What brought this book to mind was a recent column in the local West Australian newspaper by Robert Drewe. Drewe's columns are entertaining musings on whatever he's thinking about at the time and recently that was The Hobyahs, which was one of the stories which featured in my Victorian Reader at the time.
The Hobyahs is a grim tale of a little old man and a little old woman who live with a little girl and their dog, Little Dog Turpie, in a house made of hemp stalks. Every night the hobyahs come in from the bush saying 'Hobyah, Hobyah, eat up the old man and the old woman and carry off the little girl.' Every night Little Dog Turpie barks and drives off the hobyahs but his barking annoys the little old man and so he bit by bit dismembers Little Dog Turpie by the first night cutting off his tail, then one leg, then another and so on but the dog keeps on barking his warning until finally his head is cut off. The hobyahs then kill the man and woman and carry off the little girl in a sack which they leave hung up while they go to sleep - because hobyahs sleep in the day. The girl cries so much that a passing man with a big dog hears her and rescues her and puts his dog in the sack. When the hobyahs wake up the dog jumps out and eats them up. I gather from Robert Drewe's column that in the next edition Little Dog Turpie became Yellow Dog Dingo in an attempt to make what was according to the book originally a Scottish tale more Australian. All that did to judge from the flurry of letters that resulted after Drewe's column was to terrify a whole new group of children.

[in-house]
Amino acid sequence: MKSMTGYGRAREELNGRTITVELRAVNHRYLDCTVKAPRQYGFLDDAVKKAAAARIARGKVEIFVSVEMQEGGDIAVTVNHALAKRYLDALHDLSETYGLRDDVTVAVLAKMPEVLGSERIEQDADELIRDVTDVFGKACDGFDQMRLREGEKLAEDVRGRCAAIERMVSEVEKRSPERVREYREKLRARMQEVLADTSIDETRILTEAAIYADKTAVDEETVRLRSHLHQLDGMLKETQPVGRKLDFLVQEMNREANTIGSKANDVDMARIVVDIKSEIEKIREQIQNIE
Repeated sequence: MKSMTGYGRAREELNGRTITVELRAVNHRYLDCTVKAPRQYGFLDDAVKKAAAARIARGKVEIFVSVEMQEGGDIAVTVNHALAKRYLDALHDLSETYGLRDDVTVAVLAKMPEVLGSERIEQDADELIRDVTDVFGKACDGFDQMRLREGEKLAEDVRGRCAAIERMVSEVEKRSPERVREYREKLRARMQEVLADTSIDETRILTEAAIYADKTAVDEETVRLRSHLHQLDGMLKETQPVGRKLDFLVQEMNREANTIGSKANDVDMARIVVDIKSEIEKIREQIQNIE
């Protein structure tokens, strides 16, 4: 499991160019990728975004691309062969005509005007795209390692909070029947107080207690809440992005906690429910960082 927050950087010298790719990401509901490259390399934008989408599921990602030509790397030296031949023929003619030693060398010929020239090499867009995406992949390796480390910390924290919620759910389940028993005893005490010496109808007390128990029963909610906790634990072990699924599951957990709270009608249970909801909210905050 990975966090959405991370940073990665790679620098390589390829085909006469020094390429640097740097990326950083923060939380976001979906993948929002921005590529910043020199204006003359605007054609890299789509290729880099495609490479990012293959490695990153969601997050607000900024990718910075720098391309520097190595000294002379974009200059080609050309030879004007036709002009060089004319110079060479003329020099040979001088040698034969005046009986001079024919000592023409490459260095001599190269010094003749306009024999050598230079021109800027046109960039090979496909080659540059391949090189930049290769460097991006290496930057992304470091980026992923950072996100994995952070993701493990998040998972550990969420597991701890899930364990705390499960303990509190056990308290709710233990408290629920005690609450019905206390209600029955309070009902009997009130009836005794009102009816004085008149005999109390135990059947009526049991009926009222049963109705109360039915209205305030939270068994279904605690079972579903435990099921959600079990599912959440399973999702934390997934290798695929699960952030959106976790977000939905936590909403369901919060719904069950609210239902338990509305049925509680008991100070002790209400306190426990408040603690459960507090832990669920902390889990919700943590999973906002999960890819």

Why anyone would have thought this was a suitable tale for seven and eight year olds I have no idea. As you can see the details are firmly fixed in my mind many, many years on. It didn't give me nightmares but it certainly did to others of my generation and I wonder if the fact that I had access to and frequently read a book of the original versions of fairy tales set in obviously distant lands was the reason I was able to understand this was not true. The fairy stories I was reading were certainly not lacking in brutality - Cinderella's stepmother cut off the toes of one of her daughters so she could fit into the glass slipper, someone else had magically red hot shoes placed on her feet as a punishment and someone else had shoes that forced her to dance until she dies magically fitted are only a few examples that I remember - and I do wonder now if my parents had actually read this particular book. If they had I'm pretty sure I would have been banned from reading it since it also had a whole bunch of Greek and Roman myths which were, to put it mildly, problematic reading for a seven to eight year old. Who knows, though, it might have contributed to my ongoing interest in speculative fiction of all sorts. If it did I'm grateful but I have to say if you mention hobyahs to almost anyone of my vintage who went through an Australian school at the same time you are likely to set off fearful shivers at the memory.